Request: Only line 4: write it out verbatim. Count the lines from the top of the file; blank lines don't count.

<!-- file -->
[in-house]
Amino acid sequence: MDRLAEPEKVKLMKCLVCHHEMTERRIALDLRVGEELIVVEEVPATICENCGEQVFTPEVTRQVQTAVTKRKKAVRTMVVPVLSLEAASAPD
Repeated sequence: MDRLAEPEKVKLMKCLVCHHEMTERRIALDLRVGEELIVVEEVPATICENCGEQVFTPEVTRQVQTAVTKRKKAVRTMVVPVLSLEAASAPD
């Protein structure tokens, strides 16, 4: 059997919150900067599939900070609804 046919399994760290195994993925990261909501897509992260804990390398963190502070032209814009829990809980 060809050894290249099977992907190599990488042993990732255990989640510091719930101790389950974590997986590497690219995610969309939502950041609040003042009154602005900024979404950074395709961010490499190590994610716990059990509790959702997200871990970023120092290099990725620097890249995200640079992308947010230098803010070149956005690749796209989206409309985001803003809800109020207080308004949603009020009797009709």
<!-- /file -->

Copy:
């Protein structure tokens, strides 16, 4: 059997919150900067599939900070609804 046919399994760290195994993925990261909501897509992260804990390398963190502070032209814009829990809980 060809050894290249099977992907190599990488042993990732255990989640510091719930101790389950974590997986590497690219995610969309939502950041609040003042009154602005900024979404950074395709961010490499190590994610716990059990509790959702997200871990970023120092290099990725620097890249995200640079992308947010230098803010070149956005690749796209989206409309985001803003809800109020207080308004949603009020009797009709």